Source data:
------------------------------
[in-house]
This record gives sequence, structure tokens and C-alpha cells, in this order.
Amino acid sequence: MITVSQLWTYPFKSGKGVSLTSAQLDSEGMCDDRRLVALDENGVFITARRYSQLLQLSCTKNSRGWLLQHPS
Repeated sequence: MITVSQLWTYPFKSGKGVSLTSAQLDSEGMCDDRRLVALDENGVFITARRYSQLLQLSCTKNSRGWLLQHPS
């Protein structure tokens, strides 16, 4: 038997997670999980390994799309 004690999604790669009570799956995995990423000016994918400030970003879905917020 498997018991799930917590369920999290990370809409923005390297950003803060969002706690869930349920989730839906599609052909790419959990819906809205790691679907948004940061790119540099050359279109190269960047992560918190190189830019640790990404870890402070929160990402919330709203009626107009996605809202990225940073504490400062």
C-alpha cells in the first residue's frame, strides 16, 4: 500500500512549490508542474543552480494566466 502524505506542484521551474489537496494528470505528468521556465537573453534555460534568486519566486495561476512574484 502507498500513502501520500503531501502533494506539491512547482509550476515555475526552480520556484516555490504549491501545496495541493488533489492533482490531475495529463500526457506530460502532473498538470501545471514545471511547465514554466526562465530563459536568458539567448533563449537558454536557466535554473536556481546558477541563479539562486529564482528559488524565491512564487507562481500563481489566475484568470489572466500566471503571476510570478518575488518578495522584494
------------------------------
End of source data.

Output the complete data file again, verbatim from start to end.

[in-house]
This record gives sequence, structure tokens and C-alpha cells, in this order.
Amino acid sequence: MITVSQLWTYPFKSGKGVSLTSAQLDSEGMCDDRRLVALDENGVFITARRYSQLLQLSCTKNSRGWLLQHPS
Repeated sequence: MITVSQLWTYPFKSGKGVSLTSAQLDSEGMCDDRRLVALDENGVFITARRYSQLLQLSCTKNSRGWLLQHPS
């Protein structure tokens, strides 16, 4: 038997997670999980390994799309 004690999604790669009570799956995995990423000016994918400030970003879905917020 498997018991799930917590369920999290990370809409923005390297950003803060969002706690869930349920989730839906599609052909790419959990819906809205790691679907948004940061790119540099050359279109190269960047992560918190190189830019640790990404870890402070929160990402919330709203009626107009996605809202990225940073504490400062």
C-alpha cells in the first residue's frame, strides 16, 4: 500500500512549490508542474543552480494566466 502524505506542484521551474489537496494528470505528468521556465537573453534555460534568486519566486495561476512574484 502507498500513502501520500503531501502533494506539491512547482509550476515555475526552480520556484516555490504549491501545496495541493488533489492533482490531475495529463500526457506530460502532473498538470501545471514545471511547465514554466526562465530563459536568458539567448533563449537558454536557466535554473536556481546558477541563479539562486529564482528559488524565491512564487507562481500563481489566475484568470489572466500566471503571476510570478518575488518578495522584494